and put it into F. If s1 is dominated by
    s2, remove s1 from F and put
    it back to P; otherwise, s1 and s2 are non-dominated.
  • 4. Compare si (i = 3, 4, . . .,N) in P with all solutions in F. If solution si is dominated
    by a solution in F, si remains in P. Any solutions in F dominated by si are removed
    from F and put back
    into P. If si is not dominated after all the comparisons, si is removed from P and put into F.

Figure 2: Dominance tree of eight solutions

The New Non-dominated Sorting Algorithm

The basic idea of the proposed non-dominated sorting algorithm is that, if the dominance information from the first comparisons can be saved for any two solutions, we can then eliminate the redundant comparisons between the same pairs of solutions. Furthermore, we do not even need to compare all the pairs of solutions. For example, if Solution A is found to dominate Solution B, all solutions already found being dominated by Solution B do not need to compare with Solution A, because they are all dominated by Solution A. Because the dominance information among solutions is hierarchical, a hierarchical data structure, that is, a tree structure, is preferred to save the dominance information. In this study, we used the dominance tree presented in Figure 2 for this purpose. We also adopted the divide-and-conquer mechanism to make the new algorithm faster and more efficient in obtaining the dominance information.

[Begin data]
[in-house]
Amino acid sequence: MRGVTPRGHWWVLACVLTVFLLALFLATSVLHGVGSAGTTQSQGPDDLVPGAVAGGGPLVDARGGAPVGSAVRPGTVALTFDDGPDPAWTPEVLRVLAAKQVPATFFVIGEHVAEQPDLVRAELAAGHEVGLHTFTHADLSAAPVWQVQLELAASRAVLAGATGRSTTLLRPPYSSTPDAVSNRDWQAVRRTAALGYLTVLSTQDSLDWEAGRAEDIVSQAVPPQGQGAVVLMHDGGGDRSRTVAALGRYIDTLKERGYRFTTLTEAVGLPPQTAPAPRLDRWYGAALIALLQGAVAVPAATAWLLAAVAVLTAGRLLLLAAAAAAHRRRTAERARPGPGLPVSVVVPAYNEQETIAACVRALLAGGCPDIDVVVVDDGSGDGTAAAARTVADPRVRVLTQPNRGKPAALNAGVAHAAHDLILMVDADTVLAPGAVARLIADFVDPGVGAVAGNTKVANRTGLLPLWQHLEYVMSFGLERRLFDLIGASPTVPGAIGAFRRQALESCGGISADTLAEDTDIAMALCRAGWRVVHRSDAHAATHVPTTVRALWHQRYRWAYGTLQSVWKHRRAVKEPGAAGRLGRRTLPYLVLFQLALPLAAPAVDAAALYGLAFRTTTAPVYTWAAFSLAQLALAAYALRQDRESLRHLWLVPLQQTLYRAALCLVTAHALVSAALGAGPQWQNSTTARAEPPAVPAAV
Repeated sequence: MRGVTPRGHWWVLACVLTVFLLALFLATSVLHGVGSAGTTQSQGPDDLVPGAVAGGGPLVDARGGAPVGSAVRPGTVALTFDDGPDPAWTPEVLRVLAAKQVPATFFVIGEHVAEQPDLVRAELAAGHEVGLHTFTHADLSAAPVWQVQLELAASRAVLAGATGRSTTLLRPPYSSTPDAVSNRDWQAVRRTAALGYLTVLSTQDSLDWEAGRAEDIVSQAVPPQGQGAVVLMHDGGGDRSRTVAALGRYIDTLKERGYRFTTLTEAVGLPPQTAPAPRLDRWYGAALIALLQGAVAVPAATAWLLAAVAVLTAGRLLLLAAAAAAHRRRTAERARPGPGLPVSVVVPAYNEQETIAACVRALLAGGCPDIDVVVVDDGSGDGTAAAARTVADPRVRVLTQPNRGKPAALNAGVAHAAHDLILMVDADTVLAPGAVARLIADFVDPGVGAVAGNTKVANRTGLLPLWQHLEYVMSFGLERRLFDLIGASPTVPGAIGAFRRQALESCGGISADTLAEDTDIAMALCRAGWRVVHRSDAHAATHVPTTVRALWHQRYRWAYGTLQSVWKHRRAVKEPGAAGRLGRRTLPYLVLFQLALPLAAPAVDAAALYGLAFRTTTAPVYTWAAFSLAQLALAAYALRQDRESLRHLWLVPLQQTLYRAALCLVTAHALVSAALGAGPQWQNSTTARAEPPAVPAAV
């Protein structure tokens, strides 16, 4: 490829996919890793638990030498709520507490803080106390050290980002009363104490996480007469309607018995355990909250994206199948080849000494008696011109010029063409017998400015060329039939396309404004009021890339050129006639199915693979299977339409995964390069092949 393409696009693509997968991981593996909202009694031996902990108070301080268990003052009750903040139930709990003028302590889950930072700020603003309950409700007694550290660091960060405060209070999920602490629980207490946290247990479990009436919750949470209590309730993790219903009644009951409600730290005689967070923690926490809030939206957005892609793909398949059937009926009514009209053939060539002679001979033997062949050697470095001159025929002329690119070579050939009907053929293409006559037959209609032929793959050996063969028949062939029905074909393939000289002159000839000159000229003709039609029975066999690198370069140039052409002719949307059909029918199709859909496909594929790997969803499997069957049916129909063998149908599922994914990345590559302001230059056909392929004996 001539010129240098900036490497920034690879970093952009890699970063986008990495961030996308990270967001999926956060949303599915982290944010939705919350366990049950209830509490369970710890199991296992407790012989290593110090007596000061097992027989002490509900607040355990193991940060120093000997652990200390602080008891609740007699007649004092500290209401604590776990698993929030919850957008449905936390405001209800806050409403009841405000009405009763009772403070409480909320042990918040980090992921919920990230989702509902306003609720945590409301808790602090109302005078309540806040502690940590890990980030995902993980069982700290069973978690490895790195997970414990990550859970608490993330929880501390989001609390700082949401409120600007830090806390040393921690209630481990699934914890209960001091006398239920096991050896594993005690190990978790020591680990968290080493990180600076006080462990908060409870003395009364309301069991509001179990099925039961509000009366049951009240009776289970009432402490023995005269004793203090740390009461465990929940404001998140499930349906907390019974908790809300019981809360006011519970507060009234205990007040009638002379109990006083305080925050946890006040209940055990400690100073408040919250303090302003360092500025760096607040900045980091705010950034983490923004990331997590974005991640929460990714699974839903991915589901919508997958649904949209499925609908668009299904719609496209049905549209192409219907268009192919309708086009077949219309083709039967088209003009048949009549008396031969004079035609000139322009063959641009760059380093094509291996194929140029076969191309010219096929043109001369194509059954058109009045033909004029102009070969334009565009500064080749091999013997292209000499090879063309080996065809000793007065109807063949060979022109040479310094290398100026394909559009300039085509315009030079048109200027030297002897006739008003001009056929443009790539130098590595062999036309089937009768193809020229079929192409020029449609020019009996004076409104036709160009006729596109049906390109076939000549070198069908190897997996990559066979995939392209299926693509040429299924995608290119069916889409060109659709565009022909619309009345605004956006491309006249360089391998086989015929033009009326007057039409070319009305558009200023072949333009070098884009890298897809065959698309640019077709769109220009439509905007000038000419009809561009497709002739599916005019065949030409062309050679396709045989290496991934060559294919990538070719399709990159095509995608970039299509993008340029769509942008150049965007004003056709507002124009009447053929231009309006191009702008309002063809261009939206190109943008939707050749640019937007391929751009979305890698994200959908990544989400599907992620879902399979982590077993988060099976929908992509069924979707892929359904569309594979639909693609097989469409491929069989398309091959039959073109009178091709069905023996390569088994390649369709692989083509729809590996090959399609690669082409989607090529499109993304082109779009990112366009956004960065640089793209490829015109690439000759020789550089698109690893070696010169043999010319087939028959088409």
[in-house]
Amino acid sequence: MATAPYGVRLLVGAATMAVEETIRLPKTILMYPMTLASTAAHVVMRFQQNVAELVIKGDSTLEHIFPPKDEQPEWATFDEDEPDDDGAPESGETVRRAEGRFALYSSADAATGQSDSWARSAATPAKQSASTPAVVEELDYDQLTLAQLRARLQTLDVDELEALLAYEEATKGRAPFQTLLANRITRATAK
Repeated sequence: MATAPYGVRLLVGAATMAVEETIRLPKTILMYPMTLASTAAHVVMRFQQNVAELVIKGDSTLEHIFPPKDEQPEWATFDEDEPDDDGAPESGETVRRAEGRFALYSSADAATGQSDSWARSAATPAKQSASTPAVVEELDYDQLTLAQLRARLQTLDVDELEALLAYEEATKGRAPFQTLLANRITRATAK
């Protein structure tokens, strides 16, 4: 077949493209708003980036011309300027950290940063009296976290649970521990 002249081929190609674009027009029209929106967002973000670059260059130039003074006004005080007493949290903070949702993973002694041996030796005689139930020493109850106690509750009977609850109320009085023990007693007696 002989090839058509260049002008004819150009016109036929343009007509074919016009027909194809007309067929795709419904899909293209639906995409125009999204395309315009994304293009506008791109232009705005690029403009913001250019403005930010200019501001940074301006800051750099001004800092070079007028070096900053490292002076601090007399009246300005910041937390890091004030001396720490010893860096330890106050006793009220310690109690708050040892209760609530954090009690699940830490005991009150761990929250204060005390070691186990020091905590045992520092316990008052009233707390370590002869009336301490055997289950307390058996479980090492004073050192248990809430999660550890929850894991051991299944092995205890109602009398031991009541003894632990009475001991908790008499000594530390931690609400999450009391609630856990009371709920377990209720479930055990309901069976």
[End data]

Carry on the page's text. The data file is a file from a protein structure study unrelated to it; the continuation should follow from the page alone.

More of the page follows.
The Dominance Tree